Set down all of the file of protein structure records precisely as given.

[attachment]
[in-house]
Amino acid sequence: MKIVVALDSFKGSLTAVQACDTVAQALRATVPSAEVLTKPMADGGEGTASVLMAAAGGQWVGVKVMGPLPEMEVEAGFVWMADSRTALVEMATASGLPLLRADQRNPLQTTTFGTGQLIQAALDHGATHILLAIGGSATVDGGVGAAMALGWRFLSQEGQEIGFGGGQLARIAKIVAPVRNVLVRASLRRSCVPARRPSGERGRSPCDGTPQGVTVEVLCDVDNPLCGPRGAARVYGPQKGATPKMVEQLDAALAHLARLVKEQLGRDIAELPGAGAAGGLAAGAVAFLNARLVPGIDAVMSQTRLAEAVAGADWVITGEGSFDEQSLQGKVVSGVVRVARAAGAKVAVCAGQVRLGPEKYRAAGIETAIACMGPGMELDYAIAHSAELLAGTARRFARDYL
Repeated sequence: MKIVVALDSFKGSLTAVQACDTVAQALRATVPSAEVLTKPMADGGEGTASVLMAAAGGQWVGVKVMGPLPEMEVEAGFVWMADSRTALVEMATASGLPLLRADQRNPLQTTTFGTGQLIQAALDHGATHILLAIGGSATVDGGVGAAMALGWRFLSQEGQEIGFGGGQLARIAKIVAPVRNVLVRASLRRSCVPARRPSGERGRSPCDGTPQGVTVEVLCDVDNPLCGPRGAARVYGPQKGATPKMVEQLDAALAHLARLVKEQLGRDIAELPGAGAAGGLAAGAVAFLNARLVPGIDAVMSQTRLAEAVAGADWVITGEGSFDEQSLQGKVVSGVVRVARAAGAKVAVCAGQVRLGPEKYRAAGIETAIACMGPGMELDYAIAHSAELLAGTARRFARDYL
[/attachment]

[in-house]
Amino acid sequence: MKIVVALDSFKGSLTAVQACDTVAQALRATVPSAEVLTKPMADGGEGTASVLMAAAGGQWVGVKVMGPLPEMEVEAGFVWMADSRTALVEMATASGLPLLRADQRNPLQTTTFGTGQLIQAALDHGATHILLAIGGSATVDGGVGAAMALGWRFLSQEGQEIGFGGGQLARIAKIVAPVRNVLVRASLRRSCVPARRPSGERGRSPCDGTPQGVTVEVLCDVDNPLCGPRGAARVYGPQKGATPKMVEQLDAALAHLARLVKEQLGRDIAELPGAGAAGGLAAGAVAFLNARLVPGIDAVMSQTRLAEAVAGADWVITGEGSFDEQSLQGKVVSGVVRVARAAGAKVAVCAGQVRLGPEKYRAAGIETAIACMGPGMELDYAIAHSAELLAGTARRFARDYL
Repeated sequence: MKIVVALDSFKGSLTAVQACDTVAQALRATVPSAEVLTKPMADGGEGTASVLMAAAGGQWVGVKVMGPLPEMEVEAGFVWMADSRTALVEMATASGLPLLRADQRNPLQTTTFGTGQLIQAALDHGATHILLAIGGSATVDGGVGAAMALGWRFLSQEGQEIGFGGGQLARIAKIVAPVRNVLVRASLRRSCVPARRPSGERGRSPCDGTPQGVTVEVLCDVDNPLCGPRGAARVYGPQKGATPKMVEQLDAALAHLARLVKEQLGRDIAELPGAGAAGGLAAGAVAFLNARLVPGIDAVMSQTRLAEAVAGADWVITGEGSFDEQSLQGKVVSGVVRVARAAGAKVAVCAGQVRLGPEKYRAAGIETAIACMGPGMELDYAIAHSAELLAGTARRFARDYL